Holy Bible (Douay Rheims)
OME down, sit in the dust, O virgin daughter of Babylon, sit on the ground: there is no throne for the daughter of the Chaldeans, for thou shalt no more be called delicate and tender. Take a millstone and grind meal: uncover thy shame, strip thy shoulder, make bare thy legs, pass over the rivers. Thy nakedness shall be discovered, and thy shame shall be seen: I will take vengeance, and no man shall resist me. Our redeemer, the Lord of hosts is his name, the Holy One of Israel. Sit thou silent, and get thee into darkness, O daughter of the Chaldeans: for thou shalt no more be called the lady of kingdoms. I was angry with my people, I have polluted my inheritance, and have given them into thy hand: thou hast shewn no mercy to them: upon the ancient thou hast laid thy yoke exceeding heavy. And thou hast said: I shall be a lady for ever: thou hast not laid these things to thy heart, neither hast thou remembered thy latter end. And now hear these things, thou that art delicate, and dwellest confidently, that sayest in thy heart: I am, and there is none else besides me: I shall not sit as a widow, and I shall not know barrenness. These two things shall come upon thee suddenly in one day, barrenness and widowhood. All things are come upon thee, because of the multitude of thy sorceries, and for the great hardness of thy enchanters. And thou hast trusted in thy wickedness, and hast said: There is none that seeth me. Thy wisdom, and thy knowledge, this hath deceived thee. And thou hast said in thy heart: I am, and besides me there is no other. Evil shall come upon thee, and thou shalt not know the rising thereof: and calamity shall fall violently upon thee, which thou canst not keep off: misery shall come upon thee suddenly, which thou shalt not know. Stand now with thy enchanters, and with the multitude of thy sorceries, in which thou hast laboured from thy youth, if so be it may profit thee any thing, or if thou mayst become stronger.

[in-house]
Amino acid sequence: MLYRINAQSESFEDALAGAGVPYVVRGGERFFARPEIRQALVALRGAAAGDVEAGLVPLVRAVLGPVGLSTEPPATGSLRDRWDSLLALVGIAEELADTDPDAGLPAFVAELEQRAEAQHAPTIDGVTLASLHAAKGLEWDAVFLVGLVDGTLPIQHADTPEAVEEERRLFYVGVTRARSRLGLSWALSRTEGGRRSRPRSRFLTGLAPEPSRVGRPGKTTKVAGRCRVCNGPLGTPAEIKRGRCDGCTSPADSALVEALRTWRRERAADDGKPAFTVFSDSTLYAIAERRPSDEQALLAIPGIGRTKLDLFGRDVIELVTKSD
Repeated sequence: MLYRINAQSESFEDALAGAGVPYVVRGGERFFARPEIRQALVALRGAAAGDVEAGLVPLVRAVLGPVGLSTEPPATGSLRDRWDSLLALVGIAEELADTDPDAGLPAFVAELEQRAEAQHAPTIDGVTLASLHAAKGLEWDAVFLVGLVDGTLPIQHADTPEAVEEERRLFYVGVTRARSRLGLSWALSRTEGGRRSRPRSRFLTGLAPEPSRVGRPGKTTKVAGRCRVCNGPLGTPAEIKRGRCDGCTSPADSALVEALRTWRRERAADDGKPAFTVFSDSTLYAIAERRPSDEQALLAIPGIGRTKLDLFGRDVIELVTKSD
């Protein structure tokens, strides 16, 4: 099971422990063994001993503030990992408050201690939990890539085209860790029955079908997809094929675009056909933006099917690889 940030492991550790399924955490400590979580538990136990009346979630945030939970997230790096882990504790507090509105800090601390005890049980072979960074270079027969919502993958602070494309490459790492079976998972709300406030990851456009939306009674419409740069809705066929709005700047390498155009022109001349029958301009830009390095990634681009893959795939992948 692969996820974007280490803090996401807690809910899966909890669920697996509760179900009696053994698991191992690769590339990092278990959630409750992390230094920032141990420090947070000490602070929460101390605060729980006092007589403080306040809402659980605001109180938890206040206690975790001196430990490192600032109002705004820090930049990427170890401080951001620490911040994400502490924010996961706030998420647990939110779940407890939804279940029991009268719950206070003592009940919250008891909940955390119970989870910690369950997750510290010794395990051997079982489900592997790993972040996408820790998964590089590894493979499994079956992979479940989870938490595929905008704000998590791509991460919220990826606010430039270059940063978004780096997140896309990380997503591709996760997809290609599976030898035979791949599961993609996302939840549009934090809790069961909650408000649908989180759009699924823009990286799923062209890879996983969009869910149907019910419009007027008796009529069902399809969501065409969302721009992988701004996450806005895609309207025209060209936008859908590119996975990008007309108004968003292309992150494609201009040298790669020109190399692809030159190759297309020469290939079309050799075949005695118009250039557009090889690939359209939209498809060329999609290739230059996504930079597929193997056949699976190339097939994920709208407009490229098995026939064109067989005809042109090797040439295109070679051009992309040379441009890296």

Thou hast failed in the multitude of thy counsels: let now the astrologers stand and save thee, they that gazed at the stars, and counted the months, that from them they might tell the things that shall come to thee. Behold they are as stubble, fire hath burnt them, they shall not deliver themselves from the power of the flames: there are no coals wherewith they may be warmed, nor fire, that they may sit thereat. Such are all the things become to thee, in which thou best laboured: thy merchants from thy youth, every one hath erred in his own way, there is none that can save thee.